You can download the code repository for web service and backend scripts from https://github.com/htrc/HTRC-Data-Capsules
2) The web interface
You can find the url for the web front end from here http://htrc5.pti.indiana.edu:9443/login.
Capsules are secure computing environments developed to facilitate non-consumptive text analysis research. Each Capsule is a virtual machine (VM) that provides researchers a desktop they can use to perform their investigation of volumes in the HathiTrust Digital Library.
Capsule Technical Specifications
Configuration options for Research Capsules:
- Data Capsule Image: there are two images (versions) of the standard Capsule desktop, one that comes pre-loaded with sample volumes from the HathiTrust and one that does not
- Virtual Machine CPUs (VCPUs): the number of virtual machine processors from 2-4 VCPUs for the Capsule
- Memory: between 4GB and 16GB
Maintenance vs. Secure Mode
The Capsules are configured with special security settings that allow you to interact with them in two modes: maintenance mode and secure mode
- In maintenance mode, you are allowed to access the network freely and install whatever software you want.
- In secure mode, general network access is restricted, but you can access the HTRC corpus repository, which is otherwise blocked. Any changes you make to the Capsule in secure mode will not persist. To save data from your analysis, you'll need to save your results in the secure volume storage on your Capsule. This storage option is not visible in maintenance mode.
There is an overall disk quota, a memory quota, and a CPU quota for each user in the Data Capsule environment. One user can consume up to 100 GB of disk space, ~20 GB of memory, and 10 CPUs. If you attempt to create a second or third Capsule that exceeds your quota in one of the areas above, then you will encounter an error.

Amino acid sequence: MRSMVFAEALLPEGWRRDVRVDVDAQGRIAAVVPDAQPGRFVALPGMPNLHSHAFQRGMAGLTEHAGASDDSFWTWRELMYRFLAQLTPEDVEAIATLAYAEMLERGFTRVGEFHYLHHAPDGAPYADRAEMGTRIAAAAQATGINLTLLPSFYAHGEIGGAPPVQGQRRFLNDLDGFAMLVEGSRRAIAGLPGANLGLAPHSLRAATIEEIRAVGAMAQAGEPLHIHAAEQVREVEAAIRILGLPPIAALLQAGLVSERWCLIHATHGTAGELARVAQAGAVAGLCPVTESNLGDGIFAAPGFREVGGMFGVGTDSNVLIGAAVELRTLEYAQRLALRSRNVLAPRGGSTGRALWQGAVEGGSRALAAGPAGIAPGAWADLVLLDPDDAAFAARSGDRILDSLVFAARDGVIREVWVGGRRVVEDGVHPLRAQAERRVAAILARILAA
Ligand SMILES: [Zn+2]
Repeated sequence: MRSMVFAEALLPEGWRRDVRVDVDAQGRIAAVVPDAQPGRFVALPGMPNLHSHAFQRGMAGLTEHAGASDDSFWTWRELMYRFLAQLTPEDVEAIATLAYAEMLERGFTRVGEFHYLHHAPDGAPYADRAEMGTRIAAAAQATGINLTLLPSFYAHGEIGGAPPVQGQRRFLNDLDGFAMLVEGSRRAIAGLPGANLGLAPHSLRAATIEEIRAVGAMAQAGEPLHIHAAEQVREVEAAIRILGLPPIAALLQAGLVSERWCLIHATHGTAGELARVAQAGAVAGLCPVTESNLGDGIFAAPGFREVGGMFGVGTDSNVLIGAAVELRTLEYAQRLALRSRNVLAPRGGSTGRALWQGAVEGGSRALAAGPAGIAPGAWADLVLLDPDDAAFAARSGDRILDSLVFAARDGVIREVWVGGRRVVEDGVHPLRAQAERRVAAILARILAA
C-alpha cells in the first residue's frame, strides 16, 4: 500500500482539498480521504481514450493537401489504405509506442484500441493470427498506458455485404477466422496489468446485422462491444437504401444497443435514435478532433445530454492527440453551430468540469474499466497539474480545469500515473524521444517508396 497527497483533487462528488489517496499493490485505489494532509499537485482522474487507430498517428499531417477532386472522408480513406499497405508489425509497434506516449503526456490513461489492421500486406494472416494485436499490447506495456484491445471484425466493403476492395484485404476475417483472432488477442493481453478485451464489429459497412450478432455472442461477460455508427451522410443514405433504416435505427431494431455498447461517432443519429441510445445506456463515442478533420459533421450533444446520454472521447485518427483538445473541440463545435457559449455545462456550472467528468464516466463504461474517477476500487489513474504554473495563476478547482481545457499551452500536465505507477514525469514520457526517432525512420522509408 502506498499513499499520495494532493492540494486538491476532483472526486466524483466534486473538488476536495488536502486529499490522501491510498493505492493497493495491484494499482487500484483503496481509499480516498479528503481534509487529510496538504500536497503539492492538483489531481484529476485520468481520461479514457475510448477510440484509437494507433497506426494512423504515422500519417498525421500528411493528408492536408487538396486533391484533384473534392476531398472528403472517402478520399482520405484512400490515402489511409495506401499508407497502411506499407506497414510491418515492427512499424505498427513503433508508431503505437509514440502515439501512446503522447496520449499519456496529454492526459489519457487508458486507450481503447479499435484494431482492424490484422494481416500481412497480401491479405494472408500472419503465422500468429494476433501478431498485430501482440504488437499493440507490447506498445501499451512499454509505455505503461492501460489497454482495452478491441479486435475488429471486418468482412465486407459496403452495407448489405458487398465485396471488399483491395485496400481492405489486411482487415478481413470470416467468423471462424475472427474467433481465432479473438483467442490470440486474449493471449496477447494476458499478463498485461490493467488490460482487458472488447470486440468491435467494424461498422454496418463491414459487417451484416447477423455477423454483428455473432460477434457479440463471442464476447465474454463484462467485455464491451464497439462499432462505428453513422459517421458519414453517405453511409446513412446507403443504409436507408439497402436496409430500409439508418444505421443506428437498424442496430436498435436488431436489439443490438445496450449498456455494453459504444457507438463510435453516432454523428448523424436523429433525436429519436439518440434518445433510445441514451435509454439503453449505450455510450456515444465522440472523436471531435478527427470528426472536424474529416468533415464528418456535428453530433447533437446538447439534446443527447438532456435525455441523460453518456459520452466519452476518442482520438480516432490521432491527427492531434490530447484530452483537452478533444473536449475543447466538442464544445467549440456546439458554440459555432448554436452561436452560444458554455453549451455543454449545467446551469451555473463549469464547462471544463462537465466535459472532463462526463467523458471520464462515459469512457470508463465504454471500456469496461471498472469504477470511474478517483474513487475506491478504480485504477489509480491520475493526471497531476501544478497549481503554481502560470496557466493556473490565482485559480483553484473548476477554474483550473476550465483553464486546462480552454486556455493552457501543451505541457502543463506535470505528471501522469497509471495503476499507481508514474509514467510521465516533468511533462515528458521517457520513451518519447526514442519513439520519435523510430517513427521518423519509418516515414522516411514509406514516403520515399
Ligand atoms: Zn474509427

Capsule Recall Practices
recall policy recall policy
The HTRC Data Capsule service’s maximum capacity flexes depending on the size of the Capsules it hosts. In the event that the Data Capsule service cannot satisfy all simultaneous demands for Capsules:
A Capsule may be recalled (i.e. deleted) and the work environment will no longer exist.
Capsules will be identified for recall based on criteria such as date of last use and an individual’s resource usage, with the goal being to extend the number of individuals afforded the opportunity to conduct research using a Capsule
A researcher whose Capsule is identified for recall will be notified via email regarding the pending recall, and they will have 5 days to respond to the recall notification.
Priority in satisfying a new request for a Capsule will be given to researchers whose affiliated organization is a HathiTrust member.
At times when the Data Capsule service has reached capacity, incoming requests for Capsules will be screened based on institutional affiliation.
Instructors who intend to use the HTRC Data Capsules in a course should contact firstname.lastname@example.org so that proper arrangements can be made.
Research Data Capsules can be shared between up to 5 collaborators. The person who creates the Capsule has the most control over it, and they can add and remove other collaborators, assign permissions, and delete the Capsule.
There are 3 roles for users of a shared Capsule:
- Owner (and Owner-Controller): By default each Capsule creator will get this role. It comes with the highest level of control. The Owner-Controller is able to perform all Capsule functions available in HTRC Analytics, including accessing, starting, stopping, switching modes, deleting, and managing the collaborators on the Capsule. By default the person who creates the Capsule will be the Owner-Controller until they delegate control of the Capsule to a collaborator, at which point their role becomes Owner and the ability to start, stop, and switch the modes of the Capsule moves to the Controller (see below). The Owner can resume Owner-Controller status whenever they choose.
- Contributor: The Owner can share their Capsule with other HTRC Analytics users. New collaborators have the role of Contributor when they are added. This role has the lowest permission level. Contributors can connect to and conduct research in the Capsule, but cannot perform any of the Capsule management functions.
- Controller: The Owner can choose to give a Contributor the status of Controller in order to delegate some management tasks of the Capsule to that user, including starting, stopping, and switching modes. There can only be one Controller at a time, and the Owner can revoke control of the Capsule at any time.